No. 779



If you take a vacation where you stay in a hotel or motel, or if you are part of the traveling public, you will be interested in what I want to share with you today. Of course there is always the possibility that you may already have this information and, if so, that’s good because we all need to know it.
Some time back a friend sent me some information that was news to me, and this is a case of where what you don’t know, can hurt you. It has to do with the information that is on that little card that hotel and motel people give you to open the door.
If you have never thought about the information that is on hotel key cards, here is what some may contain: A. Customer’s name. B. Customer’s partial home address. C. Hotel room number. D. Check-in date and out dates. E. Customer’s credit card number and expiration date! After receiving this information I checked it out on and they say this is a myth and is false. However, don’t be so sure. is not always accurate, as evidenced by another article reported in later conceded that the report about hotels encoding key cards with personalized information was confused with another, much more legitimate story – that of identity thieves stealing key cards and turning them into “clone” credit cards and using personal data that had been taken from other sources. This was just saving face.
Here is a story that has some creditability. In Nevada, Deputy Attorney General Tracey Brierly saw some evidence with her own eyes. Brierly attended a High Technology Crime Investigation Association conference in South Lake Tahoe. The speaker asked for volunteers to provide their credit card-style room keys, the ones with the magnetic stripe. Five or six people provided their keys and the speaker swiped them through a credit card reader. “Two of the keys brought up a name and partial address, and another one brought up a name, address and credit card number,” Brierly said. “I had no idea this was even a possibility.” Of course, the hotel industry denies there is anything treacherous about the keys.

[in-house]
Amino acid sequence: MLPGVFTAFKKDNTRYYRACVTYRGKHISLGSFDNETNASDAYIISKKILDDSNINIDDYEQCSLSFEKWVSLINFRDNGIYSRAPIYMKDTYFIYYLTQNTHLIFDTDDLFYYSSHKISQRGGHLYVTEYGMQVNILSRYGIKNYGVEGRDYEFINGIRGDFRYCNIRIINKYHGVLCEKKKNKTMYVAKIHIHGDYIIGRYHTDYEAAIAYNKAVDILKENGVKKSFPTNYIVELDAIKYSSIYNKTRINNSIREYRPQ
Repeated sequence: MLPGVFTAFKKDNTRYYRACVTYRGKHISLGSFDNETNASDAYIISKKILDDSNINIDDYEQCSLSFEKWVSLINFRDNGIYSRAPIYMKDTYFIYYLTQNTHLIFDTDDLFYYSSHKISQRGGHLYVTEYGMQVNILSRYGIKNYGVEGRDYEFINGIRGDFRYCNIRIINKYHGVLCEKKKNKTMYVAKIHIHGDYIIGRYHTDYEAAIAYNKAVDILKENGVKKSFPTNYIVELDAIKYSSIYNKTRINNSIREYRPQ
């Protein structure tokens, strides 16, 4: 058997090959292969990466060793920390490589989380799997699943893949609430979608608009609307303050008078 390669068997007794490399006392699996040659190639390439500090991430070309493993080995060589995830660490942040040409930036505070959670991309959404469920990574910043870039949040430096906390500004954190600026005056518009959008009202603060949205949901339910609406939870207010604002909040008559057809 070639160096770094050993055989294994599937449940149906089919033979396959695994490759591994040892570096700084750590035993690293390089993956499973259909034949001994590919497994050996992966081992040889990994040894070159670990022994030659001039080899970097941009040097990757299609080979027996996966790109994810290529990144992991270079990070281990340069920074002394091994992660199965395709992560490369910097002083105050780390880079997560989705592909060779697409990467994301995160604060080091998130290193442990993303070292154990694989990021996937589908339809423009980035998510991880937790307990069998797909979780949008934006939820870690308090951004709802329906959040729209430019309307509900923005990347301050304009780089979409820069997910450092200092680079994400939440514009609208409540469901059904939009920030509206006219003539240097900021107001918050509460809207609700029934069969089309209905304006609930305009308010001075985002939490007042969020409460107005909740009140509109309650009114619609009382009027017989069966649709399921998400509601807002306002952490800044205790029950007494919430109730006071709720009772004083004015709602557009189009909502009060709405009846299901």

The bottom line is simply this: why take a chance? Keep the cards, take them home with you, or destroy them. Never leave them behind or in the room or waste basket, and never turn them into the front desk when you check out of a room. They will not charge you for the card (it’s illegal) and you’ll be sure you are not leaving a lot of valuable information on that card that could easily be lifted off with any simple card reader. For the same reason, if you arrive at the airport and discover you still have the card key in your pocket, do not toss it in the airport trash basket. Take it home and destroy it by cutting it up, especially through the electronic information strip.
Here is a simple solution, and it only requires a little advanced thinking and planning. When you travel, always carry a small magnet with you and pass it across the magnetic strip several times when you are ready to leave the room for the last time. Then try it in the door. It will not work, as the magnet erases everything on the card.
As I thought about this, here is what came to mind. You need more than a magnetic personality, you need a real magnet. To be sure, there is more here than meets the eye. I am always reluctant to share this kind of information, but there are people out there who are just plain thieves, and all too willing to take from others to meet their own selfish ends.
(EDITOR'S NOTE: Jim Davidson is a public speaker and syndicated columnist. You may contact him at 2 Bentley Drive, Conway, AR 72034. To begin a bookcase literacy project visit You won’t go wrong helping a needy child.)

The next password is bean